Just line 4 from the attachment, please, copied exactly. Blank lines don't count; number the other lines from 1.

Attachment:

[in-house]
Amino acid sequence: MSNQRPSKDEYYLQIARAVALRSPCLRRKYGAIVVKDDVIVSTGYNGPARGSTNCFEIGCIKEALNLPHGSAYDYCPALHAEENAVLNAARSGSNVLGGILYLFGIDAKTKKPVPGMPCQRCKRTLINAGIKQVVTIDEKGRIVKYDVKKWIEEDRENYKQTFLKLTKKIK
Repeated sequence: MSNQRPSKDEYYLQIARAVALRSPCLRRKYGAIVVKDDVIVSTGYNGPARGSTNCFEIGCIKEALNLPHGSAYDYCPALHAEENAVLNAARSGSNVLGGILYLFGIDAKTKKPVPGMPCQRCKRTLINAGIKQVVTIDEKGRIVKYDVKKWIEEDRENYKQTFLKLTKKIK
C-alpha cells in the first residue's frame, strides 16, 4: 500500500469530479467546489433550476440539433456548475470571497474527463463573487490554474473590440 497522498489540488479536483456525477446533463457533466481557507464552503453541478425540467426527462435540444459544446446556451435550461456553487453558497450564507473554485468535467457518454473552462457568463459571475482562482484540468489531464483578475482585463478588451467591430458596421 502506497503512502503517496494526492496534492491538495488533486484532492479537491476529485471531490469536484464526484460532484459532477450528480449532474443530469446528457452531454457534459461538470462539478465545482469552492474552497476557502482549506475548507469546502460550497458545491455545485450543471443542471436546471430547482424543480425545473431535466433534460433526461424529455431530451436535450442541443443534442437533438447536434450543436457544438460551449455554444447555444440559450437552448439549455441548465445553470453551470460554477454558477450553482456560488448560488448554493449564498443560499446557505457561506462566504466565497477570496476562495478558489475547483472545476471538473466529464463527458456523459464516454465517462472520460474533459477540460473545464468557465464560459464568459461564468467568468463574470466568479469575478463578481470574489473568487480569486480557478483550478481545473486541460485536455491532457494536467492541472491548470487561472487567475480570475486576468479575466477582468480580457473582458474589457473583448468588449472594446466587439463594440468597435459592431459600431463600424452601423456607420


C-alpha cells in the first residue's frame, strides 16, 4: 500500500469530479467546489433550476440539433456548475470571497474527463463573487490554474473590440 497522498489540488479536483456525477446533463457533466481557507464552503453541478425540467426527462435540444459544446446556451435550461456553487453558497450564507473554485468535467457518454473552462457568463459571475482562482484540468489531464483578475482585463478588451467591430458596421 502506497503512502503517496494526492496534492491538495488533486484532492479537491476529485471531490469536484464526484460532484459532477450528480449532474443530469446528457452531454457534459461538470462539478465545482469552492474552497476557502482549506475548507469546502460550497458545491455545485450543471443542471436546471430547482424543480425545473431535466433534460433526461424529455431530451436535450442541443443534442437533438447536434450543436457544438460551449455554444447555444440559450437552448439549455441548465445553470453551470460554477454558477450553482456560488448560488448554493449564498443560499446557505457561506462566504466565497477570496476562495478558489475547483472545476471538473466529464463527458456523459464516454465517462472520460474533459477540460473545464468557465464560459464568459461564468467568468463574470466568479469575478463578481470574489473568487480569486480557478483550478481545473486541460485536455491532457494536467492541472491548470487561472487567475480570475486576468479575466477582468480580457473582458474589457473583448468588449472594446466587439463594440468597435459592431459600431463600424452601423456607420